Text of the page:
Director Falardeau exquisitely turns what might easily have been another boxing movie into a relationship piece illuminating Wepner’s most difficult moments outside the ring. He depicts the 1970’s much like Martin Scorcese’s Taxi Driver – seedy, wild women, drugs, booze – along with exceptional highs and disastrous lows.

After Rocky became the hit of 1976 garnering ten Oscar nominations and three wins for Best Picture, Best Director and Best Editing, Wepner began letting the world of New Jersey nightlife know he was the real life Rocky and to many he was. Jim Gaffigan plays Wepner’s best friend John Stoehr and loyal steward who is shown as mostly living vicariously through Chuck. A most telling scene occurs when Cinematographer Nicolas Bolduc takes the audience down inside the clubbing world of the honkytonk, disco era of the 1970’s with the fur coats, gold chains, silky rayon tops, sequined gowns, costume jewelry and the dance music of the Bee Gee’s. Here Wepner not only succumbs to the temptation of the drugs, booze and casual sex, he ultimately seems to confuse his own life with the screen life of Rocky Balboa while John looks on in giddy bewilderment.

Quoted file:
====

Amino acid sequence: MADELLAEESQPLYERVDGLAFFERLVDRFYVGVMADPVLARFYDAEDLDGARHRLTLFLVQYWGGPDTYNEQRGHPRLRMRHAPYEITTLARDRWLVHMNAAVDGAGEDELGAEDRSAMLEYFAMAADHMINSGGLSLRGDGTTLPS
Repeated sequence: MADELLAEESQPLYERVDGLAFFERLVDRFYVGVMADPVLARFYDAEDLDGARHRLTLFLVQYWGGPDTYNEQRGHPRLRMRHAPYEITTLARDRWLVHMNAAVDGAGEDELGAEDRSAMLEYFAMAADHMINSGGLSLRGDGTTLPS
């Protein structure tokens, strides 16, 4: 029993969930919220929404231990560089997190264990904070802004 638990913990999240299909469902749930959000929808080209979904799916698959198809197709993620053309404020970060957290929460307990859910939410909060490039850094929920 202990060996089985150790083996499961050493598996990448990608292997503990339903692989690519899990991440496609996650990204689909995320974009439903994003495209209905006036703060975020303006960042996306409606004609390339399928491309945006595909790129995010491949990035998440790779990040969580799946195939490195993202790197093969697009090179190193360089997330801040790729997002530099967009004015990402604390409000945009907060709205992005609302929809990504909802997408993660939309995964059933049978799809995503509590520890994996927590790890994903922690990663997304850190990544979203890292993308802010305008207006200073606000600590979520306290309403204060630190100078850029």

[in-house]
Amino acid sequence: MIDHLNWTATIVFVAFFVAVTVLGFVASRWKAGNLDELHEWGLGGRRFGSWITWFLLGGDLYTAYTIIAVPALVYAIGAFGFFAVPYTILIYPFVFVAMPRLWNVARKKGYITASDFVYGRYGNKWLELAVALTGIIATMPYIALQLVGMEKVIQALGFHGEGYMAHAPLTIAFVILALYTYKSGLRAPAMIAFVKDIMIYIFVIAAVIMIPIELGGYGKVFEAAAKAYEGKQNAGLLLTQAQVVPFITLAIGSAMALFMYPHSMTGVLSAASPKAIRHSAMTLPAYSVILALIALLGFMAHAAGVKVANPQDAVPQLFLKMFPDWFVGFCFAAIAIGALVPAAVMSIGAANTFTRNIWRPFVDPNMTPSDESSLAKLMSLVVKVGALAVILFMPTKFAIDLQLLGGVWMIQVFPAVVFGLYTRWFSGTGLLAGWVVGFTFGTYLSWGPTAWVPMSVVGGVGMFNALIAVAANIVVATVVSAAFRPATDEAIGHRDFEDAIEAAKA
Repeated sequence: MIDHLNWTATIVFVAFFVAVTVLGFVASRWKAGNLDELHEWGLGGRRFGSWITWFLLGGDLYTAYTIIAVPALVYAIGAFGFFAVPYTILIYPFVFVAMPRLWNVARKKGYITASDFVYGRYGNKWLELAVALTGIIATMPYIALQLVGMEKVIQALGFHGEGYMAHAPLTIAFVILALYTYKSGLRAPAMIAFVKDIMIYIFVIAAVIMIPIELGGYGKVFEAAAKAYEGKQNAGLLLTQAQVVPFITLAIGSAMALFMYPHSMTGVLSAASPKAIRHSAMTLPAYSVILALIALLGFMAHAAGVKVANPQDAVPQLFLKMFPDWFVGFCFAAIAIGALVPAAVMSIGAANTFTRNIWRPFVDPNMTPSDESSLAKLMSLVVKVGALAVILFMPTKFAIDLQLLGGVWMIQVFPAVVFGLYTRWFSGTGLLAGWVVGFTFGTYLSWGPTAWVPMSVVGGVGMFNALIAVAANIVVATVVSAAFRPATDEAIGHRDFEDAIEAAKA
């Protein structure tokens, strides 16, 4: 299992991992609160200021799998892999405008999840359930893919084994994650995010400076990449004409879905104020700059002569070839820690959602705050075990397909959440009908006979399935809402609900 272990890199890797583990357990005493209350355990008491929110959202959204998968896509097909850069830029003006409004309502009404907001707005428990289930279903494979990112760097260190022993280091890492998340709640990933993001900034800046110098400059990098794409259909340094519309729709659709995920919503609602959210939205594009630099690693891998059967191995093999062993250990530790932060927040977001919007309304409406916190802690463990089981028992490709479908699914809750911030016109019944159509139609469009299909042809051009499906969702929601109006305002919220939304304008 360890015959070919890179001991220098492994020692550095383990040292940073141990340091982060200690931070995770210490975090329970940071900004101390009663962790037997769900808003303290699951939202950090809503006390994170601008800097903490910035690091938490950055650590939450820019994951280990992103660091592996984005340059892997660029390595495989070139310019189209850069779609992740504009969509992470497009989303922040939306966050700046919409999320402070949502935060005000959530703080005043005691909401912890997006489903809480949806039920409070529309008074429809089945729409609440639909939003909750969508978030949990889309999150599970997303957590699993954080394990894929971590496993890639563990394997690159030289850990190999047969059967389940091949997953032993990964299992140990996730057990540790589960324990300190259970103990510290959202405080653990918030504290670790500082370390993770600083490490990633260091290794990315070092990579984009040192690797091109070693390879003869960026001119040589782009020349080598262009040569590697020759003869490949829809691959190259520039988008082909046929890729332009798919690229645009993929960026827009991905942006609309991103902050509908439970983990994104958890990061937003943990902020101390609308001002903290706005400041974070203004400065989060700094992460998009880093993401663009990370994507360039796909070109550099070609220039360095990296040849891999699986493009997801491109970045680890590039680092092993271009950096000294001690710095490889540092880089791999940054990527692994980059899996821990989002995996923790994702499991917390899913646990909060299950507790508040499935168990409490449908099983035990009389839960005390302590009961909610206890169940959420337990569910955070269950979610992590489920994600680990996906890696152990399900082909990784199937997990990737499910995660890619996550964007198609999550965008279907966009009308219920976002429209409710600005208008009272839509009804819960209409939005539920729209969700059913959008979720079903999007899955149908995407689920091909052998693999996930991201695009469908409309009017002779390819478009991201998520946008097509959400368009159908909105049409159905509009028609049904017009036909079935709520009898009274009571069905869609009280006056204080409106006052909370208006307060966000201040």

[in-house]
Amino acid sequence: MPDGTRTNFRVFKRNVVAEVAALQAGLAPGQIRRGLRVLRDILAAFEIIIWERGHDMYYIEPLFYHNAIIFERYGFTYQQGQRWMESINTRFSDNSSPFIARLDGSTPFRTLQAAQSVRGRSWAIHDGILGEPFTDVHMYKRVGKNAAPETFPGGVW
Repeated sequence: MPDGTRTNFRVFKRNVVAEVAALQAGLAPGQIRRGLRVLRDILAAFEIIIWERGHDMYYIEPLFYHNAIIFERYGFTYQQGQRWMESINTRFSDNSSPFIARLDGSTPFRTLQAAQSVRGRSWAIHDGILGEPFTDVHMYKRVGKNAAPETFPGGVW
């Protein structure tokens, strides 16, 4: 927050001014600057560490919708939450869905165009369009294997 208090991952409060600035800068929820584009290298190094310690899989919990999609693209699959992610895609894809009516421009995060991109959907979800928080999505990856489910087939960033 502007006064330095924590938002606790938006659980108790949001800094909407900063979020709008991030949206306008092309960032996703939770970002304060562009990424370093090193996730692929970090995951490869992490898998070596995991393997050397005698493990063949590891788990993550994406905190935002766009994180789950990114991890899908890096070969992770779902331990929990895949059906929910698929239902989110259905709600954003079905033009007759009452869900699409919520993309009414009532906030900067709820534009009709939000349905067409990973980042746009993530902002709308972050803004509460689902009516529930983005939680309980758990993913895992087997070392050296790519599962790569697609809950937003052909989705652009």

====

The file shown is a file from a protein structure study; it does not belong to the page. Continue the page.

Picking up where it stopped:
Soon Wepner confronts Stallone about Rocky. Stallone, played by Morgan Spector, seems genuinely flattered and invites Wepner to audition for a real-life role in Rocky II. A drug infused, boozed up Wepner blows the audition as his life is now in a virulent downward spiral. Finally, after he shows up late and misses his 2nd grade daughter’s Parents Day, his wife, Phyllis, played by Elisabeth Moss calls it quits. Wepner knows he’s falling. Yet, he finds a glimpse of hope with a local bartender, Linda, played by Schreiber’s real-life wife, Naomi Watts. The two hit it off with some playful banter before the bottom drops out for Wepner and he’s sent to prison for drug trafficking. This becomes Stallone’s impetus for his 1989 film Lock Up. Wepner is called upon to be a consultant and is shown in shackles and prison garb. Yet, when he sees Stallone staging the story, he realizes his life is not Stallone’s version. This is the turning point of the film and for Chuck Wepner. He reconciles with his brother John, played sharply by Michael Rappaport and eventually marries Linda and the two spend the rest of their lives together in close relationship.